You might also note that Japan is currently running a record current account deficit which is symptomatic of a *negative* national savings rate.

    Ralph Musgrave:
    “Brad DeLong seems to agree with my description. He says, “Believers in market monetarism thought that… the adoption of QE III would substantially… spur the recovery.” That’s here:…”

    At the time a number of people pointed out to DeLong in comments that this was blatantly false. For example, here’s what Scott actually said shortly after QE3 was announced:

    “But the truth is there there’s nothing to see here folks, just move right along. The QE3 did a little bit of good, but not enough to spur a rapid recovery. If you want more (and I do) then we need to press for NGDPLT.”

    There’s an awful lot you know that just ain’t so.

  21. Gravatar of Major_Freedom Major_Freedom
    17. April 2014 at 08:33

    Matt McOsker:

    It does not follow from the likely event of a rise in unemployment arising from a rapid halving of government spending, that this means government spending is an accurate measure of economic well being.

    The following is an extreme example designed specifically to address your premises, and it is not designed to compare it, with our society: suppose that during 1940, say on a Tuesday in December, the Nazi regime suddenly reduced its military spending down to zero. By your metric of “employment”, because it would drastically fall, as all the workers who were building the gas chambers and tanks would become laid off, it would mean that Nazi spending is an accurate measure of economic standards of living.

    Hopefully you can understand that just because unemployment would rise, it doesnn’t mean the money currently being spent, is reflectivr of desirable standards of living.

    So if we consider our society now, I would still argue that including government spending is not an accurate measure of economic well being. It may be not as bad as 1940 Germany, but it is still undesirable, in the opinions of those who are coerced into paying taxes in the currency the government is monopoly issuer over.

    The non-private sector is not putting “money and assets” into the economy. It is putting fiat notes that they force people to pay taxes in. The “assets” are produced in the private sector. The non-private sector is merely using coercion to shift resources from their most highly valued use, to their own use.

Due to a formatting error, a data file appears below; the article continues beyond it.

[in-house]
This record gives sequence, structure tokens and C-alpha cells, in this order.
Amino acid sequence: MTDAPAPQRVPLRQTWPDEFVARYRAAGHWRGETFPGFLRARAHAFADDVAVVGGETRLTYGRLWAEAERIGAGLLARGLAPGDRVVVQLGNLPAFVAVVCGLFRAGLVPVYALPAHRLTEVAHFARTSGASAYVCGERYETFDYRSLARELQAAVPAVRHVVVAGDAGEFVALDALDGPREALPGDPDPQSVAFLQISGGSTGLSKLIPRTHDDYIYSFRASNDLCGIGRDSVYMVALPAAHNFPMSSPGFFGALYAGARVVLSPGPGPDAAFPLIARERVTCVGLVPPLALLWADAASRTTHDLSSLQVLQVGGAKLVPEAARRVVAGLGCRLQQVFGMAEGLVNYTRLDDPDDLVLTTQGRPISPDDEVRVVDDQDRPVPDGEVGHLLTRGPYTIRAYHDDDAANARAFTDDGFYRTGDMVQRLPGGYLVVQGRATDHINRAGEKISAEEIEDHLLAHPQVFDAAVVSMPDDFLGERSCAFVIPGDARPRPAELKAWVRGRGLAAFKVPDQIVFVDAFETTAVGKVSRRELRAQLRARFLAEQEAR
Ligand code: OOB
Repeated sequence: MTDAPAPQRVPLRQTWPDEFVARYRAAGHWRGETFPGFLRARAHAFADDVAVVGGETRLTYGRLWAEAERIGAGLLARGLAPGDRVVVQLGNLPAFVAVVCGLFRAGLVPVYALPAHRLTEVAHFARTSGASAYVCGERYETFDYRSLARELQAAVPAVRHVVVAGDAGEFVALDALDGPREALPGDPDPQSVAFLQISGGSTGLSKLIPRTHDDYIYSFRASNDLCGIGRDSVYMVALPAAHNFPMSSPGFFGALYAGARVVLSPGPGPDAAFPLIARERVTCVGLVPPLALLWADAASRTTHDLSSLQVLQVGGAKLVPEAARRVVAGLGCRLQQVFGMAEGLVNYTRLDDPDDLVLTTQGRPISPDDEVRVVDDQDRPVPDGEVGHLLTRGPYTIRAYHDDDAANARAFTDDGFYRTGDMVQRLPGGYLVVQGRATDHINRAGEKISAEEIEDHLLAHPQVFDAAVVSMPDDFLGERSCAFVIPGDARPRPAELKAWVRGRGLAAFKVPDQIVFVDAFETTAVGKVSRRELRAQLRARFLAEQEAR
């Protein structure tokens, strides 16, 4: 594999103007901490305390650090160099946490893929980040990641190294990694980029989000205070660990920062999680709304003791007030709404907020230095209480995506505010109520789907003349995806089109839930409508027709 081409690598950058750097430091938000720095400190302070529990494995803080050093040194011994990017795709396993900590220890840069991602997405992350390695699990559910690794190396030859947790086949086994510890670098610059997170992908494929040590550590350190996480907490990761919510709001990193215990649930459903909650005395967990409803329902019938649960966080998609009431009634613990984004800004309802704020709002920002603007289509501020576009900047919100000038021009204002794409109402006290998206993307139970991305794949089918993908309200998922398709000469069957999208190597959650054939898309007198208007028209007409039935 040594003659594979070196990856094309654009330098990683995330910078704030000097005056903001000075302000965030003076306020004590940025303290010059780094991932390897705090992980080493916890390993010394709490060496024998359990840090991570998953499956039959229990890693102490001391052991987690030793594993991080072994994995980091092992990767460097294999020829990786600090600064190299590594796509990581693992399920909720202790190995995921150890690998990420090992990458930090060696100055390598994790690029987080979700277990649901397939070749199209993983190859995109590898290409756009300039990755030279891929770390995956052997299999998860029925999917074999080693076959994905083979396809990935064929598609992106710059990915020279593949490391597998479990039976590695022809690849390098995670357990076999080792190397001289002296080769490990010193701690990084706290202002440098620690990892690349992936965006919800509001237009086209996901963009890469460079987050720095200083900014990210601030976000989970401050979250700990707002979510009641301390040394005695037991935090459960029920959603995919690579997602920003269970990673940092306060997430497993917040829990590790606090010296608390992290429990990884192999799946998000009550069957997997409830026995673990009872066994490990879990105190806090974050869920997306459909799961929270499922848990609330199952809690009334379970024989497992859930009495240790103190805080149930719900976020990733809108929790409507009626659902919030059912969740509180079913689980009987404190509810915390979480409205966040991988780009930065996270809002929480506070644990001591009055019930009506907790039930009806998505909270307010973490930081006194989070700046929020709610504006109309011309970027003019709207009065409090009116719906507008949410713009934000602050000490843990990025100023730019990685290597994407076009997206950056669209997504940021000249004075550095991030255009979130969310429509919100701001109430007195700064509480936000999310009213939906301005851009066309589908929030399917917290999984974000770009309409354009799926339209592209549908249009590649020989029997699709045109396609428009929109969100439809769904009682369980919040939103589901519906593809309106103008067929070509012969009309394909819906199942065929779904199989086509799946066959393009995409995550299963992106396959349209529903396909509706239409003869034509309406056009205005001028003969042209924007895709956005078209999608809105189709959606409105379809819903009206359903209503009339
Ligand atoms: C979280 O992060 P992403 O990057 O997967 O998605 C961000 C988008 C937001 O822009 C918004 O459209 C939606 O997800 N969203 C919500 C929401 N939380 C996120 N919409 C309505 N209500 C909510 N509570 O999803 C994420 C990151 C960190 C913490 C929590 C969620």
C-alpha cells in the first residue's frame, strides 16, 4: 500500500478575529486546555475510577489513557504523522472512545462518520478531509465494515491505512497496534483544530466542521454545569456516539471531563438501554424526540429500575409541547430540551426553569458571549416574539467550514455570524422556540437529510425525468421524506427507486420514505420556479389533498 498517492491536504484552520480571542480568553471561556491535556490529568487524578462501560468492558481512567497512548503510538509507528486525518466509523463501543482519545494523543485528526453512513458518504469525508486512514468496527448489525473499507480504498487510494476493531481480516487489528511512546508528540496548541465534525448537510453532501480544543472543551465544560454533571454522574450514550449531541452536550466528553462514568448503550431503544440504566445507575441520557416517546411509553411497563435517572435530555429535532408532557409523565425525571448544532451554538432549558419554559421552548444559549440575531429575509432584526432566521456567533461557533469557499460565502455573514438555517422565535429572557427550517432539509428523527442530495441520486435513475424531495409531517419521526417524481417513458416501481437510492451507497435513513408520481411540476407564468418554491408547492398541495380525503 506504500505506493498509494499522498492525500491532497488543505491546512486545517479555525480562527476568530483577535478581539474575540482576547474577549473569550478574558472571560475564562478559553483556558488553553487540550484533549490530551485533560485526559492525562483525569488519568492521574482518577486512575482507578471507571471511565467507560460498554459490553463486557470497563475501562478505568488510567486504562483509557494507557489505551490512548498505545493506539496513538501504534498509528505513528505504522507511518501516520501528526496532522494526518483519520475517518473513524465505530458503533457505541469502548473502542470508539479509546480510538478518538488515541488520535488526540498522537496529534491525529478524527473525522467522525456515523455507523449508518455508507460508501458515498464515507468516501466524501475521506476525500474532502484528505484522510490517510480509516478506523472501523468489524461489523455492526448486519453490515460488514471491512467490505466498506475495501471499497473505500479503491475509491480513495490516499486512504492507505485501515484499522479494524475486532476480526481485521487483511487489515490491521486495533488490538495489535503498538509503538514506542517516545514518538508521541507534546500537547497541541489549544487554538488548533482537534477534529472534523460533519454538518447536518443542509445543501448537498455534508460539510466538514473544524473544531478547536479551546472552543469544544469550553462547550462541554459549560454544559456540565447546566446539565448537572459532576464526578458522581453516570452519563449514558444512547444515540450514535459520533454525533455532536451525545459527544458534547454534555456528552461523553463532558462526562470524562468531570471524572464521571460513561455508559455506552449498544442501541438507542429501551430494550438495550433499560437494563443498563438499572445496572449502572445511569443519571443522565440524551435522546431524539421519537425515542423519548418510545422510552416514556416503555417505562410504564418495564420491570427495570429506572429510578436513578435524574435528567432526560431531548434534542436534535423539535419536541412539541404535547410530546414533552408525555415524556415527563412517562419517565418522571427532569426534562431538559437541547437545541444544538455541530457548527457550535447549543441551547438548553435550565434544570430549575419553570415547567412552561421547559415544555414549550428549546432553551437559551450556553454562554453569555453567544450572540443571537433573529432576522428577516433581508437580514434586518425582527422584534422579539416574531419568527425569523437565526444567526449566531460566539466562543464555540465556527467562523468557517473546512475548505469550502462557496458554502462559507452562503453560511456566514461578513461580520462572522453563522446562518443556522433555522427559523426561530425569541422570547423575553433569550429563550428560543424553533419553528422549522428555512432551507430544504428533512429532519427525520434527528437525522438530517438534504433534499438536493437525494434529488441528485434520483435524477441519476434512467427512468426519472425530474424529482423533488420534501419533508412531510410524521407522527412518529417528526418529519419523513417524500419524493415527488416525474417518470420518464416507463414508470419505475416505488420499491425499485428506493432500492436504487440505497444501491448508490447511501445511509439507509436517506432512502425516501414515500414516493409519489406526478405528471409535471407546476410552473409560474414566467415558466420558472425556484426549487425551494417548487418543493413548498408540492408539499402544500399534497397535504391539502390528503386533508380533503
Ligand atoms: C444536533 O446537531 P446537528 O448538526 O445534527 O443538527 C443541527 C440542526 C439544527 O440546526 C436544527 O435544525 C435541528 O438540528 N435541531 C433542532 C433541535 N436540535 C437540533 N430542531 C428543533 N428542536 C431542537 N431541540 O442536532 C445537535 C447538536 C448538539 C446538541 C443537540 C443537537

The private sector does not need continuous increases of fiat notes printed by the non-private sector.

  22. Gravatar of Doug M Doug M
    17. April 2014 at 09:40

    Matt McOsker,

    You are making a mistake. You are treating the number of jobs as finite, when, in fact, jobs are created and destroyed every day. While I agree, it would be quite a shock of half of all government employees were laid-off tomorrow, lets look at a slightly less extreme example.

    Suppose one employee is laid-off tomorrow. What does that do to output. Well output falls by the amount of that employee’s productivity. Eventually he will find a job, or start a business and create a job. So, how much as GDP changed. It has changed to the degree that he is more productive or less productive in his new job.

    If you are right-of center, you will say that most government employees will be more productive as private employees. And if you lean left, you will say that the value of these government employees is greater than something that can measured in dollars and cents, and if you are Major Freedom, you will say that the productivity of government employees is not significantly greater than zero and all economic activity can me measured in dollars and cents.

  23. Gravatar of ssumner ssumner
    17. April 2014 at 16:29

    Ralph, So Brad DeLong is your expert on market monetarism? Is that a joke? And no, what he said is not the same as what you said. Nor do the Japanese save all that much.

Leave a Reply